Directed by: Darren Aronofsky
Written by: Mark Heyman, Andres Heinz and John J. McLaughlin
Starring: Natalie Portman, Mila Kunis, Winona Ryder
Striving for absolute perfection is a consuming exercise. So is ballet. The physical pains, the hours of practice and the desire to communicate emotion and art to a wine and cheese tasting crowd can build up a lot of pressure.
While Centre Stage was about healthy-minded young ballerinas, Black Swan is an intensely dark and visually harrowing film that funnels the performative nature of dance through the eye of the camera in order to play out a psychological tragedy.
Nina Sayers (Portman) has landed the part of the Swan Queen in her ballet company’s first production of Swan Lake. But as she is required to perform two roles – that of the pure and virginal White Swan and the evil Black Swan – Nina’s perception of her life, her relationships and her dedication to ballet becomes warped in a nightmarish experience that digs into darkly suppressed regions of her psyche.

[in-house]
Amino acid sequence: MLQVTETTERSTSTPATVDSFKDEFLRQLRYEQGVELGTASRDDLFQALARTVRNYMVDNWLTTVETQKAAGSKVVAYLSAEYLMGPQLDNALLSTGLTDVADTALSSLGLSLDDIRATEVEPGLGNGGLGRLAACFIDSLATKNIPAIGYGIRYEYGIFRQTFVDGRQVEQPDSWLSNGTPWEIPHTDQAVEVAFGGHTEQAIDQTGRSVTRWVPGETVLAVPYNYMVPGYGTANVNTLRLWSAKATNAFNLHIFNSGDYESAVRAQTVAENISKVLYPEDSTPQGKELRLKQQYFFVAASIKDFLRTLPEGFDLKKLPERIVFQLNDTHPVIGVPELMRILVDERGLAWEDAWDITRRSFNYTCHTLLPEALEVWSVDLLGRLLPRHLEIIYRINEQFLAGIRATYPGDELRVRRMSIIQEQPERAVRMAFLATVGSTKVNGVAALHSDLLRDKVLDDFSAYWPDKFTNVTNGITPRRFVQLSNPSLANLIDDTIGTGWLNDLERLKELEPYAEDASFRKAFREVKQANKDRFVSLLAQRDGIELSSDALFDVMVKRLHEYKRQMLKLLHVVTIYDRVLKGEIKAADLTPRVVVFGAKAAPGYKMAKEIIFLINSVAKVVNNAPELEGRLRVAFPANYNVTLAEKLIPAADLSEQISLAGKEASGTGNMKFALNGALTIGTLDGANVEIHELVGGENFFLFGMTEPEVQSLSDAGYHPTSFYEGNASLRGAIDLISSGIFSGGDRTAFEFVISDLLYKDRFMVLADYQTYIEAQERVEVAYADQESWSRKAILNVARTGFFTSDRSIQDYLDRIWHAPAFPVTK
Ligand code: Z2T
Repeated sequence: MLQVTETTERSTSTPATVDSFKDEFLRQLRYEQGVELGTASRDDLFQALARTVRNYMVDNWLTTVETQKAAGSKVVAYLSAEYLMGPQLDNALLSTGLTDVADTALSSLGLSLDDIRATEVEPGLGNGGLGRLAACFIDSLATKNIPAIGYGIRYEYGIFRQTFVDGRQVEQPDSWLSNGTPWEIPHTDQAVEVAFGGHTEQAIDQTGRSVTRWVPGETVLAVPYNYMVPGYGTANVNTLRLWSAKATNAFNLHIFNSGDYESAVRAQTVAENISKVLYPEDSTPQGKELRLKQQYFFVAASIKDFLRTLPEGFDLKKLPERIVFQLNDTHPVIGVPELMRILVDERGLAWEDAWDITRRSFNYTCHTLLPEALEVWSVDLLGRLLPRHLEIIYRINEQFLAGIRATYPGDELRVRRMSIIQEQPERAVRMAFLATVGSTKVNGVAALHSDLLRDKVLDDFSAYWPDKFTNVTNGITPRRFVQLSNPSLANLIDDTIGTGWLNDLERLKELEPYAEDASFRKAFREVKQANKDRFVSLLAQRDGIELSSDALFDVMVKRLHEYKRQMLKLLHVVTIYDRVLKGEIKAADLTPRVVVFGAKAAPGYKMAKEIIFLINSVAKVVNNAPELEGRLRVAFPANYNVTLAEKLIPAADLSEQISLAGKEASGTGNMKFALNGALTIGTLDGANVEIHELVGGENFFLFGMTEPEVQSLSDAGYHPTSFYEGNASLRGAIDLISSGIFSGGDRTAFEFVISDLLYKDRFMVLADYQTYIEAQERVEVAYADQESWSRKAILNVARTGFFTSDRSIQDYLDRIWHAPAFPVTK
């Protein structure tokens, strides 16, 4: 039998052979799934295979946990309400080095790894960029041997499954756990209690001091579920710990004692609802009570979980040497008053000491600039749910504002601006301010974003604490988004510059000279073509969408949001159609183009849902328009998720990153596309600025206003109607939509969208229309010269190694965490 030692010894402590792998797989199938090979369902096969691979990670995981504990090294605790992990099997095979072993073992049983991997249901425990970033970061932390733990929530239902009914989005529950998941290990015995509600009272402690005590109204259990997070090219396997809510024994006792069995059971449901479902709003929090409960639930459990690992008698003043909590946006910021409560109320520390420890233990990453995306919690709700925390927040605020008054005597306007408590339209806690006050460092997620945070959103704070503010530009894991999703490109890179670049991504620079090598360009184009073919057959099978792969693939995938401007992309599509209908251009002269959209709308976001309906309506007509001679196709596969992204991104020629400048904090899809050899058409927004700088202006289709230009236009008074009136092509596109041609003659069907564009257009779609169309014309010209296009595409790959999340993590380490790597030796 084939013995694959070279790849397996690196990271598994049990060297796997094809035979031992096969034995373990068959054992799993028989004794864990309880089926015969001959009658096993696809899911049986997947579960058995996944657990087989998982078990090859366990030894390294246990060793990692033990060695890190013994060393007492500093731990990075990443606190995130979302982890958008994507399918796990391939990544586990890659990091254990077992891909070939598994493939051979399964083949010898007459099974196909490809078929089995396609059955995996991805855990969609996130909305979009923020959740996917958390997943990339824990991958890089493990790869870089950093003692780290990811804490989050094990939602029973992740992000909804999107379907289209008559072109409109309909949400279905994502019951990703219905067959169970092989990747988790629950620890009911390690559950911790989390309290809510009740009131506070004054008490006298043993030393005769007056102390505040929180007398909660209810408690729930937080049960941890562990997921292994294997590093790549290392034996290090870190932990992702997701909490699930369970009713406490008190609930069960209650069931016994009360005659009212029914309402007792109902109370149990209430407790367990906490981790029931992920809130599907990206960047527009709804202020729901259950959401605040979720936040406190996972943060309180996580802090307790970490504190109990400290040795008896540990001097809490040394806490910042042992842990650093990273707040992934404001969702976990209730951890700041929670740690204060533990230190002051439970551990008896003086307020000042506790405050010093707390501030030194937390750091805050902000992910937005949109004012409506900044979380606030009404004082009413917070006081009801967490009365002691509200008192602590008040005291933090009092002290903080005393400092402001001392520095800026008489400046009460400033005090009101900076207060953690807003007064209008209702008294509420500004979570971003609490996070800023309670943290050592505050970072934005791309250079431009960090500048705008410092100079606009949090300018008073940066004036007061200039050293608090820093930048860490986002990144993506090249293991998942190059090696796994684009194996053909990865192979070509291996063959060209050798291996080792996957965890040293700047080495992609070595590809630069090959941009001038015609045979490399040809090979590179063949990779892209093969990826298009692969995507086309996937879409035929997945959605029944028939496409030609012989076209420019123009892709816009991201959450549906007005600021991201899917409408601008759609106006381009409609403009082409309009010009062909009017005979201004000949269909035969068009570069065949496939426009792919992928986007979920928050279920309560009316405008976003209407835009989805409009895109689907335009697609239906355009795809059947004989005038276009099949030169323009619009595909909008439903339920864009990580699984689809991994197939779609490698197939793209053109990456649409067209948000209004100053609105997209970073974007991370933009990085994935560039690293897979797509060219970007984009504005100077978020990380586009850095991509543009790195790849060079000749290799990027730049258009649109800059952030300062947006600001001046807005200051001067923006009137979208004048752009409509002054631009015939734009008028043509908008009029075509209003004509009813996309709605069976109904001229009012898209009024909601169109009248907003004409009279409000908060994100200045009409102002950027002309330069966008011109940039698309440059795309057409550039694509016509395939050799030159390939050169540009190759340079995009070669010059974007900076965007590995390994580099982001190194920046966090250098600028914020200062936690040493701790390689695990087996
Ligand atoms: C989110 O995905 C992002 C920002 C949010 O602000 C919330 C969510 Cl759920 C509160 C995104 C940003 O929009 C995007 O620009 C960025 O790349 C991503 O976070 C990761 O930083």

The performances in Black Swan are exceptional, largely due to the fact that it is written and directed with a sharp knowledge of when to be subtle and when to be strikingly shocking. We all know the pressures and pains of being a professional ballerina thanks to movies. And if you don’t watch movies, 1. you should and 2. I’m sure you can guess what kind of physically and mentally strenuous elements come with being a graceful dancer. But the way in which Black Swan deals with these commonly known and potentially predictable ideas is what makes it incredibly original. For instance, Nina has a burdensome relationship with her mother. But unlike most dance movies that present the same tight-lipped mama who want their daughter to live out their own unfulfilled dreams, the strained relationship between mother and daughter are represented with a fragile loving and caring relationship that borders on childishness and this incessant desire to please. Something of course, that essentially breaks down.
Black Swan is a wonderfully layered film that begs for interpretation and thought as the viewer watches. Very much like dance. It tells a story, but rather than just telling us straight out with the same predictable quips, it lingers, shocks and dramatically sweeps in directions that we don’t expect.